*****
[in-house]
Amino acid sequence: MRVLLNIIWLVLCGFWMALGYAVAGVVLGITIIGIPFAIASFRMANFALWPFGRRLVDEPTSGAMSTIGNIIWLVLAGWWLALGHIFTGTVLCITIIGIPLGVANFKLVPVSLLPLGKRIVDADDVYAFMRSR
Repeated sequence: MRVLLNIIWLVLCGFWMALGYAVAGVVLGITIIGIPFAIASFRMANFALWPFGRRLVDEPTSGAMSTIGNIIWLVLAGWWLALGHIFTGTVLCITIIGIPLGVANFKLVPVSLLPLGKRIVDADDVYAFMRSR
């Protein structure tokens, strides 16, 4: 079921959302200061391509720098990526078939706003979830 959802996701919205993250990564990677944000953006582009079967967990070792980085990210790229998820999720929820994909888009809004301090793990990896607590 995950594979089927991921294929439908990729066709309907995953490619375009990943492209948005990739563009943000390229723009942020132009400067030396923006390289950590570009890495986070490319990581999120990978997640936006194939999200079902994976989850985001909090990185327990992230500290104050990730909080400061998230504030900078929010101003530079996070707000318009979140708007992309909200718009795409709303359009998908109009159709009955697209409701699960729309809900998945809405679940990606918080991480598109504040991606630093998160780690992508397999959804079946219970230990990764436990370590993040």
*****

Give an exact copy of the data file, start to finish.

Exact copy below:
[in-house]
Amino acid sequence: MRVLLNIIWLVLCGFWMALGYAVAGVVLGITIIGIPFAIASFRMANFALWPFGRRLVDEPTSGAMSTIGNIIWLVLAGWWLALGHIFTGTVLCITIIGIPLGVANFKLVPVSLLPLGKRIVDADDVYAFMRSR
Repeated sequence: MRVLLNIIWLVLCGFWMALGYAVAGVVLGITIIGIPFAIASFRMANFALWPFGRRLVDEPTSGAMSTIGNIIWLVLAGWWLALGHIFTGTVLCITIIGIPLGVANFKLVPVSLLPLGKRIVDADDVYAFMRSR
């Protein structure tokens, strides 16, 4: 079921959302200061391509720098990526078939706003979830 959802996701919205993250990564990677944000953006582009079967967990070792980085990210790229998820999720929820994909888009809004301090793990990896607590 995950594979089927991921294929439908990729066709309907995953490619375009990943492209948005990739563009943000390229723009942020132009400067030396923006390289950590570009890495986070490319990581999120990978997640936006194939999200079902994976989850985001909090990185327990992230500290104050990730909080400061998230504030900078929010101003530079996070707000318009979140708007992309909200718009795409709303359009998908109009159709009955697209409701699960729309809900998945809405679940990606918080991480598109504040991606630093998160780690992508397999959804079946219970230990990764436990370590993040």